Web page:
Livestock producers and others around the country will have an opportunity to learn the latest on feeding strategies to reduce animal manure emissions during a Jan. 16 webcast featuring a Virginia Tech dairy scientist. The Livestock and Poultry Environmental (LPE) Learning Center of eXtension is producing the free webcast.

eXtension is an educational partnership comprised of land-grant universities across the country. Virginia Cooperative Extension is a partner in eXtension.

Four researchers will discuss economic and research data from field trials and the implications for different feeding strategies to reduce animal manure air emissions. They include

  • Andy Cole, USDA-ARS research scientist at Bushland, Texas, researches the effects of diet and management on nutrient excretion, ammonia emissions, and methane emissions of finishing beef cattle.
  • Mark Hannigan, associate professor of dairy science at Virginia Tech, focuses on regulating energy and nitrogen metabolism in ruminant animals and reducing ammonia emissions from manure through reduced urinary nitrogen output.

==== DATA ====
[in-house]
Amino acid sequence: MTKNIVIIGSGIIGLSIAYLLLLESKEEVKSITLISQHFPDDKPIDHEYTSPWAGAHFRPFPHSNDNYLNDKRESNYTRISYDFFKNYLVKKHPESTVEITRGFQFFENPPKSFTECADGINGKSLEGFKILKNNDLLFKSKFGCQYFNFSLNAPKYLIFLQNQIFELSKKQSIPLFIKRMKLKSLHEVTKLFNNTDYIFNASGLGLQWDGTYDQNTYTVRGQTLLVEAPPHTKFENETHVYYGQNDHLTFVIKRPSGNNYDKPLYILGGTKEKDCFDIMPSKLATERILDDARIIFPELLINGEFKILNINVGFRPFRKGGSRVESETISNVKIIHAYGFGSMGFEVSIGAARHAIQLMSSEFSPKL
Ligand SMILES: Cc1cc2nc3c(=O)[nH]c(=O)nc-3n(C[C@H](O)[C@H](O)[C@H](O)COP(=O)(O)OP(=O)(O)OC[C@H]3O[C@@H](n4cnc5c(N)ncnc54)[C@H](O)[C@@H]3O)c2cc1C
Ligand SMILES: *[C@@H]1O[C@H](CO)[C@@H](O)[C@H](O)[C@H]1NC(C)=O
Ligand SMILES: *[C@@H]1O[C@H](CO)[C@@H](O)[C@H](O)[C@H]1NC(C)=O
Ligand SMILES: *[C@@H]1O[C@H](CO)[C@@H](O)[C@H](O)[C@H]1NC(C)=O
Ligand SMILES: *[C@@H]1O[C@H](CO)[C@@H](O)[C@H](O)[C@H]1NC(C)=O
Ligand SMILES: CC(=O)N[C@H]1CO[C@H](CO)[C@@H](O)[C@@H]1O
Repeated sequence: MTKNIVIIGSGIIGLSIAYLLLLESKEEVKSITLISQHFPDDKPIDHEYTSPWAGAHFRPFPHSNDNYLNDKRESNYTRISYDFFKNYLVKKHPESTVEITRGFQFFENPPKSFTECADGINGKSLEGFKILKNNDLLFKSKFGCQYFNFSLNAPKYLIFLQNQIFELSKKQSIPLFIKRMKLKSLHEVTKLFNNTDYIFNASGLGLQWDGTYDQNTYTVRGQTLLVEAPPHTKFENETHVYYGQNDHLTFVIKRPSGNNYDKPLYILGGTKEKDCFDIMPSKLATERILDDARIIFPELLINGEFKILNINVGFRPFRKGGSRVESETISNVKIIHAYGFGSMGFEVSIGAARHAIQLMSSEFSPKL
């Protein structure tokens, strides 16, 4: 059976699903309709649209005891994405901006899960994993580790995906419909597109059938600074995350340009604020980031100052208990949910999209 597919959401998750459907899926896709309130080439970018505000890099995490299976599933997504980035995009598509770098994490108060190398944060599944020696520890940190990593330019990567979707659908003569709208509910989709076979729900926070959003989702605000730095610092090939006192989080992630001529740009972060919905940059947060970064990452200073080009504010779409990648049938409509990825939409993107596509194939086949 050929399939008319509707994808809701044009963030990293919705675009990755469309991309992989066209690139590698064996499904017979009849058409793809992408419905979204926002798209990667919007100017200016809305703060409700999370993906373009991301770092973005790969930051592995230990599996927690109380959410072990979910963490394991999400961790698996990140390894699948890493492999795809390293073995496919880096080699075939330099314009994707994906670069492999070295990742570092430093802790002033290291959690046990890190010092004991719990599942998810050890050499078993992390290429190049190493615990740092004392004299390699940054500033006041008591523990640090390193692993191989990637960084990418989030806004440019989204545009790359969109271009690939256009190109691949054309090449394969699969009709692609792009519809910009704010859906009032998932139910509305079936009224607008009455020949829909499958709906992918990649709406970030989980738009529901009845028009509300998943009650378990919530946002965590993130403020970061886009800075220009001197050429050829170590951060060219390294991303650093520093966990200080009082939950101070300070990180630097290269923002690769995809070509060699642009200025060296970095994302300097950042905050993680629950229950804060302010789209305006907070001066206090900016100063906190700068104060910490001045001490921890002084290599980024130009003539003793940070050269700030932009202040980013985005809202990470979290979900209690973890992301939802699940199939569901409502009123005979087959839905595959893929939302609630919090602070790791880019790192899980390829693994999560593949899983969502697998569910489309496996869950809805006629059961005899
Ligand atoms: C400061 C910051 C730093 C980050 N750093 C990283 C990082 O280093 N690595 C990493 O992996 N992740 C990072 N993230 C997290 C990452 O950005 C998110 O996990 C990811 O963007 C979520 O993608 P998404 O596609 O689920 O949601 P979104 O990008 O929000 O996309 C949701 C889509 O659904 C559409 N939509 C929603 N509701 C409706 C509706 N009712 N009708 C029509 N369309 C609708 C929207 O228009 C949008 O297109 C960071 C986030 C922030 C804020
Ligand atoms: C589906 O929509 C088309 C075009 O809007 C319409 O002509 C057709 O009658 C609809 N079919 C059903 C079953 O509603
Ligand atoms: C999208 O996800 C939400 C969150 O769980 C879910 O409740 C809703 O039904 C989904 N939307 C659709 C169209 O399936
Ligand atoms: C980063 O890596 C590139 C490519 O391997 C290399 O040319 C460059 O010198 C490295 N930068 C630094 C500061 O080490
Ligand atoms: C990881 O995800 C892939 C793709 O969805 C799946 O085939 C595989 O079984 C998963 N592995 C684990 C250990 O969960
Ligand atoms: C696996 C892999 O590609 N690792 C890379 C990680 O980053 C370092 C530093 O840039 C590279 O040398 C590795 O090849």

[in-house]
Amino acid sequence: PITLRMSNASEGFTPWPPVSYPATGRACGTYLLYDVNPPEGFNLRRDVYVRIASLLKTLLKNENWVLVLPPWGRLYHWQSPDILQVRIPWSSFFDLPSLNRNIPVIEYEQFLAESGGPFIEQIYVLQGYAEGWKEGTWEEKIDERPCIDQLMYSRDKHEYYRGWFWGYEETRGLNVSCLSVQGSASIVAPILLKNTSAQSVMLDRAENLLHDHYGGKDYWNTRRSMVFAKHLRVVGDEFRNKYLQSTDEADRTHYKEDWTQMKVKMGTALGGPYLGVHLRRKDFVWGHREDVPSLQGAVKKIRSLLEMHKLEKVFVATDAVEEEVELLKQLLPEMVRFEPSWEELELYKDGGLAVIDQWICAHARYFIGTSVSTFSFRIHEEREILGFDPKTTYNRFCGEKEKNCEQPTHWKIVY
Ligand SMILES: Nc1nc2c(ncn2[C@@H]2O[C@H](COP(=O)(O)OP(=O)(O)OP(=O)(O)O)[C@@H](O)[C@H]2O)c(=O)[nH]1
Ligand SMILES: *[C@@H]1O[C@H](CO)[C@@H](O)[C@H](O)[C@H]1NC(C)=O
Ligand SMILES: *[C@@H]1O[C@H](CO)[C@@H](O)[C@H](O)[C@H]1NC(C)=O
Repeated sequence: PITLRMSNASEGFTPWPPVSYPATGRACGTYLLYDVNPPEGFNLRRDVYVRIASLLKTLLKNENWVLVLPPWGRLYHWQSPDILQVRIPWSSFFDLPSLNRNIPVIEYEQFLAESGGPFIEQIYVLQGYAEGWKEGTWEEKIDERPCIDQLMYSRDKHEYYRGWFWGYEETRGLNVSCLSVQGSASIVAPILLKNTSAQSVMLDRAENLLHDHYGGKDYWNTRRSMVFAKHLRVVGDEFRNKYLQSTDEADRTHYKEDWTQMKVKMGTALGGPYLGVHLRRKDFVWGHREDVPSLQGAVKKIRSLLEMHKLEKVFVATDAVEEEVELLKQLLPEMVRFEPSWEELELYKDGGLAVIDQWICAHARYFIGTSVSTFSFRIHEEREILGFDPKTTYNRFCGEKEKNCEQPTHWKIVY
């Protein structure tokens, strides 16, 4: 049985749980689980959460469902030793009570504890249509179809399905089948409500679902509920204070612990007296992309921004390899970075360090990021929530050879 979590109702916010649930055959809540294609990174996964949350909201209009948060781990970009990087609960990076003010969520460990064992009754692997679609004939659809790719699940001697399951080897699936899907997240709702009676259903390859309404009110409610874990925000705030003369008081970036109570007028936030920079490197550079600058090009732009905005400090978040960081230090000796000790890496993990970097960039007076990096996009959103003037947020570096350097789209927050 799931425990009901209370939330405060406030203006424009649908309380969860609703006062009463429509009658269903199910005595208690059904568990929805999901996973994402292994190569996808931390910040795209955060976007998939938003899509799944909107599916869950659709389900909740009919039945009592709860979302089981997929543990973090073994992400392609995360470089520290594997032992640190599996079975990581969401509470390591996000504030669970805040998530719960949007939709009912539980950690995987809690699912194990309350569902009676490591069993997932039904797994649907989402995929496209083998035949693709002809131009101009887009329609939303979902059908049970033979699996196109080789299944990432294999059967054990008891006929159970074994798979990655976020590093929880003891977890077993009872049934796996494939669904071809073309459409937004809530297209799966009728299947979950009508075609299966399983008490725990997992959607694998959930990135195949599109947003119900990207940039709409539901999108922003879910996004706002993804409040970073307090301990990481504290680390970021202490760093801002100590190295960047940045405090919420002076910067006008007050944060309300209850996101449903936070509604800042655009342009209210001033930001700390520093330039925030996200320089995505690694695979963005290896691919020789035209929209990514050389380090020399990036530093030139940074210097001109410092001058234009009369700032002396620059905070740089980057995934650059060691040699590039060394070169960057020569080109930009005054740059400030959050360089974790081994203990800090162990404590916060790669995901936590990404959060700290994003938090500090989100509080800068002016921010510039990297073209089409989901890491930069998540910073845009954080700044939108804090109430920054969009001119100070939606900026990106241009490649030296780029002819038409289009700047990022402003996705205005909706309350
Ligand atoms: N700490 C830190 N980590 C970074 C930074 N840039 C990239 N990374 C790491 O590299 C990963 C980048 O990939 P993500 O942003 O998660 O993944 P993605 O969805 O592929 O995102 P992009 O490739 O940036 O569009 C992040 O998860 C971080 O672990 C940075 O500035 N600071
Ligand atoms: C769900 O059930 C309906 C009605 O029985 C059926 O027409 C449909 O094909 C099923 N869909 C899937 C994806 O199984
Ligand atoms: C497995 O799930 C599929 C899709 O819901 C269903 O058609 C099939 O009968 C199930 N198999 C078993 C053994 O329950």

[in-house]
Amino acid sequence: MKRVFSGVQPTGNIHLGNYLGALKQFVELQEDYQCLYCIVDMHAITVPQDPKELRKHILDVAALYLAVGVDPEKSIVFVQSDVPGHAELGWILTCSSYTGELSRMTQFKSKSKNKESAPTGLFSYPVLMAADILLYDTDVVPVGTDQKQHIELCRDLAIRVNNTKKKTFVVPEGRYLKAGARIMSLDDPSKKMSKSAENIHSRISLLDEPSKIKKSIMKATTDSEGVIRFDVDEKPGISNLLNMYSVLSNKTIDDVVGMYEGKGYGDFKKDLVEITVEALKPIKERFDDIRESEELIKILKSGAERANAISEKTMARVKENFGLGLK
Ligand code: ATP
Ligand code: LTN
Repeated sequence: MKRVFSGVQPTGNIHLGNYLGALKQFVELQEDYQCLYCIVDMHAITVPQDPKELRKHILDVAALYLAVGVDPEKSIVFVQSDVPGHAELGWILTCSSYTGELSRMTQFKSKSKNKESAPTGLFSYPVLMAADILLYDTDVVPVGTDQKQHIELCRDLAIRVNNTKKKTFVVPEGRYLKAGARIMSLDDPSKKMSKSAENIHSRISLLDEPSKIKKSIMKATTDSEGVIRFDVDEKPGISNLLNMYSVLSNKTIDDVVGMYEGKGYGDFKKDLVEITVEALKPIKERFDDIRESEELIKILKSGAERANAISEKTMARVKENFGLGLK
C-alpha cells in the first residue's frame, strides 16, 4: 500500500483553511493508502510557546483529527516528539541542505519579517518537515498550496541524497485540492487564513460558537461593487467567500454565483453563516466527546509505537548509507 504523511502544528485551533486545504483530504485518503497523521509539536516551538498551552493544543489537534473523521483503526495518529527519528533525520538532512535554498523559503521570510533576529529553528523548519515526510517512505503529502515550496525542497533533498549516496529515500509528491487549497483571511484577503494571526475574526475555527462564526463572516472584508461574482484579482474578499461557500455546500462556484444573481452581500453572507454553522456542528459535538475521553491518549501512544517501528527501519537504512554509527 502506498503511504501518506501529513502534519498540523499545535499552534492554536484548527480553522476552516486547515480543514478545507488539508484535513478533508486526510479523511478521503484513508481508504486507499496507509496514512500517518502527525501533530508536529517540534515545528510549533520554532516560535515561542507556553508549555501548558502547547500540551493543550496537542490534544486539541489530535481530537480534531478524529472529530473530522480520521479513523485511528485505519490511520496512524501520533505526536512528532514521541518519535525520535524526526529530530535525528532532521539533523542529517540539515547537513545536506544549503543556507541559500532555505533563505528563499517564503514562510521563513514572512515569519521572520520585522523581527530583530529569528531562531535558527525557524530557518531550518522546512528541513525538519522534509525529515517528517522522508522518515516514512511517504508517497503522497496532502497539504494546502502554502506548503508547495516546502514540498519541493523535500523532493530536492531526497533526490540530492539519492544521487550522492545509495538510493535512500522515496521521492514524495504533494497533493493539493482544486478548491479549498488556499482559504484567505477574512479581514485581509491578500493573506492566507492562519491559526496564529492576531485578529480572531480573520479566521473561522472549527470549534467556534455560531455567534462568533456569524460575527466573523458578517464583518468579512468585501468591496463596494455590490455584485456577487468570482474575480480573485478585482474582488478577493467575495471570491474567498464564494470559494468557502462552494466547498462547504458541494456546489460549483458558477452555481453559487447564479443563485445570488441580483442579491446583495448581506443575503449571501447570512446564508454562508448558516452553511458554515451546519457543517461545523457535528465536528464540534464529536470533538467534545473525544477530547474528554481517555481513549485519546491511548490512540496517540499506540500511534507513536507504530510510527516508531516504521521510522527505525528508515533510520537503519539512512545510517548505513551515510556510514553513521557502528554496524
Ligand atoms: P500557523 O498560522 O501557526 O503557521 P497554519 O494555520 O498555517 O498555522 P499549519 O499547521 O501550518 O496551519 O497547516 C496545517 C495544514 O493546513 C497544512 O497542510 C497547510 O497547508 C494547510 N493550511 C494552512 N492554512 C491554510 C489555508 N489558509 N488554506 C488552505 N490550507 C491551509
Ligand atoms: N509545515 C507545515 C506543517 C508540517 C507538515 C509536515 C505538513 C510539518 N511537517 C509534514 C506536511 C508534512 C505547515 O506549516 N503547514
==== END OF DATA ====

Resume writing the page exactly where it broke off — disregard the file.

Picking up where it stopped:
• Alex Hristov of Pennsylvania State University studies improved efficiency of nitrogen use in dairy cows.
  • Scott Carter of Oklahoma State University conducts research about swine nutrition.

The Friday, Jan. 16, session begins at 2:30 p.m. The webcast meeting room opens 15 minutes before the start time. View the webcast online.

The webcast is one of a series of monthly Web broadcasts hosted by the LPE Learning Center, an information resource developed by more than 150 experts from land-grant universities, agencies, and other organizations. The center is part of the national eXtension interactive Web resource customized with links to local Extension websites.

The LPE Learning Center advocates that individuals involved in public policy issues, animal production, and delivery of technical services for animal producers should have on-demand access to the nation's best science-based resources.

eXtension is an educational partnership helping Americans improve their lives with access to timely, objective, research-based information and educational opportunities. Land-grant universities were founded on the ideals that higher education should be accessible to all, that colleges should teach liberal and practical subjects and share knowledge with people throughout their states.

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